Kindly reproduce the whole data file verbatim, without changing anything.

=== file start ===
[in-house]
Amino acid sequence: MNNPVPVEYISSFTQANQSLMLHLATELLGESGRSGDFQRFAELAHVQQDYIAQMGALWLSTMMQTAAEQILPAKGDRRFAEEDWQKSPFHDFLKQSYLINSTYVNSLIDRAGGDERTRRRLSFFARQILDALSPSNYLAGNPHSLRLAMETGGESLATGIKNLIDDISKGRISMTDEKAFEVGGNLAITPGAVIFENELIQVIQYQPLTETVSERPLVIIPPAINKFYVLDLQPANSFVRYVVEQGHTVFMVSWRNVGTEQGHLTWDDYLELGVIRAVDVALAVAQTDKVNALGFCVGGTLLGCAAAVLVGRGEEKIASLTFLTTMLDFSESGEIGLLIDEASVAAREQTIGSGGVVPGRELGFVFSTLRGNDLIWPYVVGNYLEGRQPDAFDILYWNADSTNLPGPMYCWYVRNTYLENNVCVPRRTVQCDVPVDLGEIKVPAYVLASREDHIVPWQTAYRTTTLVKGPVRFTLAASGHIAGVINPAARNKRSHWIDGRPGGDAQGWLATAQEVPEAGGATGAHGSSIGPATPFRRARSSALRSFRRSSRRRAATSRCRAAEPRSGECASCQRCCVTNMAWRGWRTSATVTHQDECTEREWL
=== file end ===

[in-house]
Amino acid sequence: MNNPVPVEYISSFTQANQSLMLHLATELLGESGRSGDFQRFAELAHVQQDYIAQMGALWLSTMMQTAAEQILPAKGDRRFAEEDWQKSPFHDFLKQSYLINSTYVNSLIDRAGGDERTRRRLSFFARQILDALSPSNYLAGNPHSLRLAMETGGESLATGIKNLIDDISKGRISMTDEKAFEVGGNLAITPGAVIFENELIQVIQYQPLTETVSERPLVIIPPAINKFYVLDLQPANSFVRYVVEQGHTVFMVSWRNVGTEQGHLTWDDYLELGVIRAVDVALAVAQTDKVNALGFCVGGTLLGCAAAVLVGRGEEKIASLTFLTTMLDFSESGEIGLLIDEASVAAREQTIGSGGVVPGRELGFVFSTLRGNDLIWPYVVGNYLEGRQPDAFDILYWNADSTNLPGPMYCWYVRNTYLENNVCVPRRTVQCDVPVDLGEIKVPAYVLASREDHIVPWQTAYRTTTLVKGPVRFTLAASGHIAGVINPAARNKRSHWIDGRPGGDAQGWLATAQEVPEAGGATGAHGSSIGPATPFRRARSSALRSFRRSSRRRAATSRCRAAEPRSGECASCQRCCVTNMAWRGWRTSATVTHQDECTEREWL